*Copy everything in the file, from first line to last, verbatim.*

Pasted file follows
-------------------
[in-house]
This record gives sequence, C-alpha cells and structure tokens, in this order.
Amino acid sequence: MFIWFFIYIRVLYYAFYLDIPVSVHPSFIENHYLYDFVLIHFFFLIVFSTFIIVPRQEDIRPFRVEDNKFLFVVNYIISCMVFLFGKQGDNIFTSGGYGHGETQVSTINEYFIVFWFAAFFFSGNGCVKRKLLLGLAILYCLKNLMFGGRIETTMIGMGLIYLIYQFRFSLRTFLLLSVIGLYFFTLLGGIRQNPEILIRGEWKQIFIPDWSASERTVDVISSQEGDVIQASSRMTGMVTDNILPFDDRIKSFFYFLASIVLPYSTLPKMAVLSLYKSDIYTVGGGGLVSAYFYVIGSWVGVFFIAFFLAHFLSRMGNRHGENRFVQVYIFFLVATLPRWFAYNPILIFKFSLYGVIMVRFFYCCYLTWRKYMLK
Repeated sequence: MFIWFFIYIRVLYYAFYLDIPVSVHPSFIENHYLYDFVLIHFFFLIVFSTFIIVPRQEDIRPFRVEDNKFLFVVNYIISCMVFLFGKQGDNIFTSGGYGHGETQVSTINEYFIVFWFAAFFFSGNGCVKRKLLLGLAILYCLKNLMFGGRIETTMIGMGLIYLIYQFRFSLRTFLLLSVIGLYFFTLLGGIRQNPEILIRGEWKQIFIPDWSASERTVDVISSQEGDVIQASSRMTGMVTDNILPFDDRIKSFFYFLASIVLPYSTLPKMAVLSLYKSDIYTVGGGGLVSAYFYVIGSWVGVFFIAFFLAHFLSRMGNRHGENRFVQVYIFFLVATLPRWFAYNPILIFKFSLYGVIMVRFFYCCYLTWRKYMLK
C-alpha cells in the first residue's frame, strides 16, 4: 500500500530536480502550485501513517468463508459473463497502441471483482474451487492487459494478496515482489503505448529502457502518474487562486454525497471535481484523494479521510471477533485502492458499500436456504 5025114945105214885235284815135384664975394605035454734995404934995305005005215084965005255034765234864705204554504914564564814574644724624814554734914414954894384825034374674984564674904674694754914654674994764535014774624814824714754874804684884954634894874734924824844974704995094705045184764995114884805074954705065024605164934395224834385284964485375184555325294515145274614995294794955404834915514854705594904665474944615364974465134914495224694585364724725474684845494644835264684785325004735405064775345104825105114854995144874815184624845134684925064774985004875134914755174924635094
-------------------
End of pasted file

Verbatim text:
[in-house]
This record gives sequence, C-alpha cells and structure tokens, in this order.
Amino acid sequence: MFIWFFIYIRVLYYAFYLDIPVSVHPSFIENHYLYDFVLIHFFFLIVFSTFIIVPRQEDIRPFRVEDNKFLFVVNYIISCMVFLFGKQGDNIFTSGGYGHGETQVSTINEYFIVFWFAAFFFSGNGCVKRKLLLGLAILYCLKNLMFGGRIETTMIGMGLIYLIYQFRFSLRTFLLLSVIGLYFFTLLGGIRQNPEILIRGEWKQIFIPDWSASERTVDVISSQEGDVIQASSRMTGMVTDNILPFDDRIKSFFYFLASIVLPYSTLPKMAVLSLYKSDIYTVGGGGLVSAYFYVIGSWVGVFFIAFFLAHFLSRMGNRHGENRFVQVYIFFLVATLPRWFAYNPILIFKFSLYGVIMVRFFYCCYLTWRKYMLK
Repeated sequence: MFIWFFIYIRVLYYAFYLDIPVSVHPSFIENHYLYDFVLIHFFFLIVFSTFIIVPRQEDIRPFRVEDNKFLFVVNYIISCMVFLFGKQGDNIFTSGGYGHGETQVSTINEYFIVFWFAAFFFSGNGCVKRKLLLGLAILYCLKNLMFGGRIETTMIGMGLIYLIYQFRFSLRTFLLLSVIGLYFFTLLGGIRQNPEILIRGEWKQIFIPDWSASERTVDVISSQEGDVIQASSRMTGMVTDNILPFDDRIKSFFYFLASIVLPYSTLPKMAVLSLYKSDIYTVGGGGLVSAYFYVIGSWVGVFFIAFFLAHFLSRMGNRHGENRFVQVYIFFLVATLPRWFAYNPILIFKFSLYGVIMVRFFYCCYLTWRKYMLK
C-alpha cells in the first residue's frame, strides 16, 4: 500500500530536480502550485501513517468463508459473463497502441471483482474451487492487459494478496515482489503505448529502457502518474487562486454525497471535481484523494479521510471477533485502492458499500436456504 5025114945105214885235284815135384664975394605035454734995404934995305005005215084965005255034765234864705204554504914564564814574644724624814554734914414954894384825034374674984564674904674694754914654674994764535014774624814824714754874804684884954634894874734924824844974704995094705045184764995114884805074954705065024605164934395224834385284964485375184555325294515145274614995294794955404834915514854705594904665474944615364974465134914495224694585364724725474684845494644835264684785325004735405064775345104825105114854995144874815184624845134684925064774985004875134914755174924635094